Further complicating the calculations in New Jersey is the cap on the deduction for state and local taxes (SALT), which is impacting filers in higher-tax states like New Jersey more than in other places. The law capped the SALT deduction at $10,000. It’s common for homeowners in the state to pay that much in property taxes alone, so more New Jerseyans could wind up taking the standard deduction, which increased to $24,000 for a married couple, instead of itemizing. People unable to itemize and deduct the amounts they give to charity might decide to cut back on donations.
“There is a big potential impact in terms of the charitable giving deduction and New Jersey households,” Czipo said.
Some 35 percent of all New Jersey tax filers claimed a charitable deduction in 2016, the most recent year data is available, Czipo said. Nearly half of those who claimed a deduction had income under $100,000 and donated more than $1.5 billion to charities. “With the doubling of the standard deduction there are a lot of these households that will no longer be able to or it won’t be worth their while to itemize on their tax returns … That is the concern about what happens to their charitable gifts and what happens to the incentive to give and will they still be as able to be as generous as they were before.”
That could cause further problems for nonprofits that seem to always be scrambling to take in enough money to cover expenses under normal circumstances.
Rising demand, lagging resources
“The key finding and concern remains the clear and persistent gap between rising demand for non-profits’ programs and lagging resources,” according to the report. “This prolonged gap affects organizations of all sizes and purposes, and threatens the ability of non-profits overall to provide vital programs and services that our communities need.”
Czipo said the demand for services has been rising every year, not just in New Jersey, but nationally as well, and across virtually all types of organizations. Similarly, most nonprofits continue to say that they do not get enough money to keep pace with that demand. Two-thirds spent more money than they brought in last year.
“Looking ahead, the outlook does not look much better,” Czipo said, noting that more nonprofits expect expenses to rise than anticipate increased revenues.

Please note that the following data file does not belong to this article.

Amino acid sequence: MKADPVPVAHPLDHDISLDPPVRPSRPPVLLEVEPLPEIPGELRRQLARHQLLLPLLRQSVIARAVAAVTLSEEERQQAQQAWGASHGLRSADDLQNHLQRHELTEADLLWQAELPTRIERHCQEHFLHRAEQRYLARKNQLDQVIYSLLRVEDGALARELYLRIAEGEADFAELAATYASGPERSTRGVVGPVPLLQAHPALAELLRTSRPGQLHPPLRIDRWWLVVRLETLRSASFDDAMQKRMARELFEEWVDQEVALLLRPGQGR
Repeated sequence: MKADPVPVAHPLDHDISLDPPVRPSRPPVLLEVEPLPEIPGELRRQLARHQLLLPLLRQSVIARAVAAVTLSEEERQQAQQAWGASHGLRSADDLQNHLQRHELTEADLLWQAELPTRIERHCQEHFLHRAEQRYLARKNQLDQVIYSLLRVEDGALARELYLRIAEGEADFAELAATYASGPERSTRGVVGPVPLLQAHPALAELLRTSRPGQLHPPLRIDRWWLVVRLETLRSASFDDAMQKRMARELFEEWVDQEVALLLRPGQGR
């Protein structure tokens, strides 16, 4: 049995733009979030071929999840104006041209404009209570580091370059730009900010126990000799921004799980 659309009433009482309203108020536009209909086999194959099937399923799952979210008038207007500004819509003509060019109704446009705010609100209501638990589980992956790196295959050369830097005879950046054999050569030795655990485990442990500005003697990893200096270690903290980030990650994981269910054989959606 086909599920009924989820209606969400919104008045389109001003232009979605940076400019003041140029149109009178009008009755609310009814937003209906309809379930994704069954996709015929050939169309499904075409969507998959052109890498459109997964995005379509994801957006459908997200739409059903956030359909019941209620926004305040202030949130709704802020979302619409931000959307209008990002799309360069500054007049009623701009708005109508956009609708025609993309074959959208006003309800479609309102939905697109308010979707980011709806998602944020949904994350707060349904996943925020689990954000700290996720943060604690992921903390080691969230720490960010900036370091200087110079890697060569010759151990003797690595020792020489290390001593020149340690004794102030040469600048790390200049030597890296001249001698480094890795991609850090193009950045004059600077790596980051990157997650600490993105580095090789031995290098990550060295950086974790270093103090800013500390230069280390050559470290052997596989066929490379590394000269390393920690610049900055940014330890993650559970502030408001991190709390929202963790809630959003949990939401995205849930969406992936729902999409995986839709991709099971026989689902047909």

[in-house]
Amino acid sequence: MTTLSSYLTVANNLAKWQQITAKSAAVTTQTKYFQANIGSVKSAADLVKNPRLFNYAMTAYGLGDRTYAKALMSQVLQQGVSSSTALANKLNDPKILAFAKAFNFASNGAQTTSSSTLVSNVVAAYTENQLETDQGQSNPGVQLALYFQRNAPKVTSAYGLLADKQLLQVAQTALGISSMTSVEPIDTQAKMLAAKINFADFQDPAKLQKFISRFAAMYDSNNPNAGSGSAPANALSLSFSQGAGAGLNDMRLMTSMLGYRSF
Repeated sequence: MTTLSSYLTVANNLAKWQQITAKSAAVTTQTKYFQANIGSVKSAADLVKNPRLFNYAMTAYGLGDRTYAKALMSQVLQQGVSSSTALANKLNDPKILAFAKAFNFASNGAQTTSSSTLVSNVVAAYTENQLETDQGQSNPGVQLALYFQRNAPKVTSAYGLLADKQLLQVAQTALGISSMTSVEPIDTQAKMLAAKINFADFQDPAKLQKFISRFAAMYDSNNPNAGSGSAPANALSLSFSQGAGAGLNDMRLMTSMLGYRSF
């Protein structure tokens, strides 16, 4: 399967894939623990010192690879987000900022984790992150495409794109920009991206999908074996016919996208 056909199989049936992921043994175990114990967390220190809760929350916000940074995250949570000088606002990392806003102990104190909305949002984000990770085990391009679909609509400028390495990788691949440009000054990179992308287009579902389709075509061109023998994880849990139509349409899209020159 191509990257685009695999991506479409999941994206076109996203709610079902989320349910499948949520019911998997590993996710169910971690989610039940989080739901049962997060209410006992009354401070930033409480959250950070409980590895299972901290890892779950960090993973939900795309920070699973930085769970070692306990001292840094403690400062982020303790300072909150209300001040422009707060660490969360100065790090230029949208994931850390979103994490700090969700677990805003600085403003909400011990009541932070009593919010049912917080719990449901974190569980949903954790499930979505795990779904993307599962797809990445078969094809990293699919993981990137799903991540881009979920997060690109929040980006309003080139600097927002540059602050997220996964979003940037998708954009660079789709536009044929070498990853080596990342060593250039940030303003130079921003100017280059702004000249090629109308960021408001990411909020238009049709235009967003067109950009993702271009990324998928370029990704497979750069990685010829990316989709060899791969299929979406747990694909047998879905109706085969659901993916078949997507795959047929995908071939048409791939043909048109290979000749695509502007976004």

“Given the importance of non-profits to the social and economic well-being of our state and country, this gap deserves the urgent attention of all stakeholders, including public policy leaders,” the report states.
In addition to the impact of the changes in tax law, nonprofits have a number of other concerns for the coming year. These include meeting increased administrative costs associated with government grants and contracts and the projected higher costs of several changes in employment law — including a higher minimum wage.
What to do about the money question
To respond to funding uncertainties, groups have been exploring more partnerships or collaborations with other organizations to save money. They are also trying new fundraising appeals and looking for funds from alternative sources. Others are holding new special events and trying to recruit more volunteers.
According to Czipo, the center is also supporting two bills that could help with the tax changes. On the federal level, U.S. Rep. Chris Smith (R-NJ) is sponsoring HR-651, which would allow filers to deduct charitable donations directly from gross income tax, rather than having to itemize it. On the state level, a bipartisan bill (S-2179) would allow New Jerseyans to deduct from their gross income contributions to charitable organizations in the state, regardless of whether they took that deduction on their federal tax forms.
Czipo also suggested that nonprofits get more involved in advocacy, promoting their work and educating donors and the public about what it really means to run such organizations.
“There is so much going on, so many things swirling around all at once that it seems overwhelming,” she said. Czipo urges nonprofits to “invest in advocacy, both on the public policy end and just on talking up the cause.”